Union Minister of Urban Development Venkaiah Naidu phased out the third list of smart cities on Tuesday after three rounds of competition. The new list accommodates 27 cities from 12 states, including Prime Minister Narendra Modi’s constituency — Varanasi. With the new list being published, the total number of cities under the Smart City Mission stand at 60.
Apart from Varanasi, Agra and Kanpur have been qualified to Smart City list from the poll-bound state of Uttar Pradesh. While Amritsar and Jalandhar have made it from Punjab.
Urban Development Minister M. Venkaiah Naidu said the new 27 smart cities proposed projects worth Rs. 66,883 crore under Smart City Mission, including Rs. 42,524 crore under area-based development and Rs.11,379 crore for technology-based pan-city solutions.
Maharashtra topped the list with five cities, Tamil Nadu and Karnataka were second with four cities each, followed by Uttar Pradesh with three cities, two each from Punjab, Rajasthan and Madhya Pradesh. Nagaland and Sikkim have made it to the list for the first time. The other states are Andhra Pradesh, Odisha and Gujarat.
Naidu told reporters that the 27 cities have qualified out of 63 participating cities for this financial year.
The new list of smart cities include: Agra, Ajmer, Amritsar, Aurangabad, Gwalior, Hubli-Dharwad, Jalandhar, Kalyan-Dombiwali, Kanpur, Kohima, Kota, Madurai, Mangalore, Nagpur, Namchi,Nashik,Rourkela,Salem,Shivamogga,Thane, Thanjavur,Tirupati,Tumakuru,Ujjain,Vadodara,Varanasi and Vellore.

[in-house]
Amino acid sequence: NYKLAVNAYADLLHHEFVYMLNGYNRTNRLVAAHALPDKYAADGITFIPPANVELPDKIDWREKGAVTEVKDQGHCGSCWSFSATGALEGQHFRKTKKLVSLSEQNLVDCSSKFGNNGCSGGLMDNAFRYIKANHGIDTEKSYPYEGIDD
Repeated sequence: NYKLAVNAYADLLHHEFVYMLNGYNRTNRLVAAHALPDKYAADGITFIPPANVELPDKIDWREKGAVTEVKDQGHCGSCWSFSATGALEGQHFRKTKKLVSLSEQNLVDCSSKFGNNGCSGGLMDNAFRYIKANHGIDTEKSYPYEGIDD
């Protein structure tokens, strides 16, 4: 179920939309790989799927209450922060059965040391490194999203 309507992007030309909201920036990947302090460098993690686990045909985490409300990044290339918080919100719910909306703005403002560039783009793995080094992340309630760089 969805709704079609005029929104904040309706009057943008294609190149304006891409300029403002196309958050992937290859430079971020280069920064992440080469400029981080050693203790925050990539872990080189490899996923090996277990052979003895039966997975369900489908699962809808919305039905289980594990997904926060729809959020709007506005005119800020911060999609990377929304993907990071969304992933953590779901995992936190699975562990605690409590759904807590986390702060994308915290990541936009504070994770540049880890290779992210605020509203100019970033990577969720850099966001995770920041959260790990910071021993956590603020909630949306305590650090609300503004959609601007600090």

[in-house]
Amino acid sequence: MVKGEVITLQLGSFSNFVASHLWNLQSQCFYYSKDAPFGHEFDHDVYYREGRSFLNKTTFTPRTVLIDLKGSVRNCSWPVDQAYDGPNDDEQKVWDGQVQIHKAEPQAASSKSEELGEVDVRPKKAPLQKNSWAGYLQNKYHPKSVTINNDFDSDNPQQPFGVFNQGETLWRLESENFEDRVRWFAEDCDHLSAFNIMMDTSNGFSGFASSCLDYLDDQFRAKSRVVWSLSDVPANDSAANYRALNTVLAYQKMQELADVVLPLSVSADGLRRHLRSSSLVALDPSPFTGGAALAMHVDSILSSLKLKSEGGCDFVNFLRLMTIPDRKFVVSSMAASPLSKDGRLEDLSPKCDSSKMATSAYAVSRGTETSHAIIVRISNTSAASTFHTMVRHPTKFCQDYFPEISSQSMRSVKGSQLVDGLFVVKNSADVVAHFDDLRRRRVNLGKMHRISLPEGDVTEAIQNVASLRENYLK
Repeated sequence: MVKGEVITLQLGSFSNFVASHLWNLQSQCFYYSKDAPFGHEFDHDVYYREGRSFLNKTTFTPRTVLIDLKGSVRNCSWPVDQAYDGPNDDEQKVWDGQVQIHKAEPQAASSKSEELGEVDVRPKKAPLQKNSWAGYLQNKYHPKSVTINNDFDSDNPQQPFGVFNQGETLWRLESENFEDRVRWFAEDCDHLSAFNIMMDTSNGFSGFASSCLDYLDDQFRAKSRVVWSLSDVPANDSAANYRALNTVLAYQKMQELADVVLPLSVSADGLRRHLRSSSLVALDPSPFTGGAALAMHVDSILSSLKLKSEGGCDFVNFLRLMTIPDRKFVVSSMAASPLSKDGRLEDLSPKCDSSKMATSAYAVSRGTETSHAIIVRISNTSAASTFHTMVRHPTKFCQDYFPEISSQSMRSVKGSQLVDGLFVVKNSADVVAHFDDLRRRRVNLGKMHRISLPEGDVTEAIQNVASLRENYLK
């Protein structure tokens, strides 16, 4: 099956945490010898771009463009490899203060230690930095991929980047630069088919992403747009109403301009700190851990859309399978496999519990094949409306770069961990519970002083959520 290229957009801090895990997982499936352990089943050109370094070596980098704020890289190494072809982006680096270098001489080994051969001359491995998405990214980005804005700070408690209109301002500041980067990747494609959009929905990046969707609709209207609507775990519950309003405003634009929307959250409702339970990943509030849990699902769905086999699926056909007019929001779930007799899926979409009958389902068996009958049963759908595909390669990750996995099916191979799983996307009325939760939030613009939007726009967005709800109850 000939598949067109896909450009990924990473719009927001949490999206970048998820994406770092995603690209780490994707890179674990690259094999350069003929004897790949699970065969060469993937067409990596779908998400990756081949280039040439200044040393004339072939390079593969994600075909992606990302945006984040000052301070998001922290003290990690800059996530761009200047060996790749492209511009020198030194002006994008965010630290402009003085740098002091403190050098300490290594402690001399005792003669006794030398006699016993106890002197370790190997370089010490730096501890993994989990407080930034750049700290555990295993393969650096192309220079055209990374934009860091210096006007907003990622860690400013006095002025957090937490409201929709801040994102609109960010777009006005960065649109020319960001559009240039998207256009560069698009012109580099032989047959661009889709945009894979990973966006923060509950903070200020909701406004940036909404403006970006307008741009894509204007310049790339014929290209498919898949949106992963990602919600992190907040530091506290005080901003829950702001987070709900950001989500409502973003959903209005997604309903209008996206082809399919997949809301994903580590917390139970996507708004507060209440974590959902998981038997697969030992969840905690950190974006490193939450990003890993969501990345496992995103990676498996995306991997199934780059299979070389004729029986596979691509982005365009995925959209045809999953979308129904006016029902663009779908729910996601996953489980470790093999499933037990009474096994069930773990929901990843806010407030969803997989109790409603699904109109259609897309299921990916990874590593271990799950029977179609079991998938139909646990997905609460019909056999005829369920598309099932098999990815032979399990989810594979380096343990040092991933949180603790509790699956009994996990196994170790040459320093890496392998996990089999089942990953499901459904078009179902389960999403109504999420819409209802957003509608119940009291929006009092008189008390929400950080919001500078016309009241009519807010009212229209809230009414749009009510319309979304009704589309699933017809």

The centre is planning to develop 100 cities as Smart Cities over the next three years. The process for the selection of the remaining 40 cities would start in January 2017.
“With the third batch of cities, the Smart City implementation is now spread to 27 states and Union Territories, nine states and UTs still to join this club are Uttarakhand, Jammu & Kashmir, Meghalaya, Mizoram, Nagaland, Arunachal Pradesh, Puducherry, Lakshadweep, Daman, Diu and Dadra & Nagar Haveli,” Naidu said.
What is a Smart City?
The first question is what is meant by a ‘smart city’. The answer is, there is no universally accepted definition of a smart city. It means different things to different people. The conceptualisation of Smart City, therefore, varies from city to city and country to country, depending on the level of development, willingness to change and reform, resources and aspirations of the city residents. A smart city would have a different connotation in India than, say, Europe. Even in India, there is no one way of defining a smart city.
Some definitional boundaries are required to guide cities in the Mission. In the imagination of any city dweller in India, the picture of a smart city contains a wish list of infrastructure and services that describes his or her level of aspiration. To provide for the aspirations and needs of the citizens, urban planners ideally aim at developing the entire urban eco-system, which is represented by the four pillars of comprehensive development-institutional, physical, social and economic infrastructure. This can be a long term goal and cities can work towards developing such comprehensive infrastructure incrementally, adding on layers of ‘smartness’.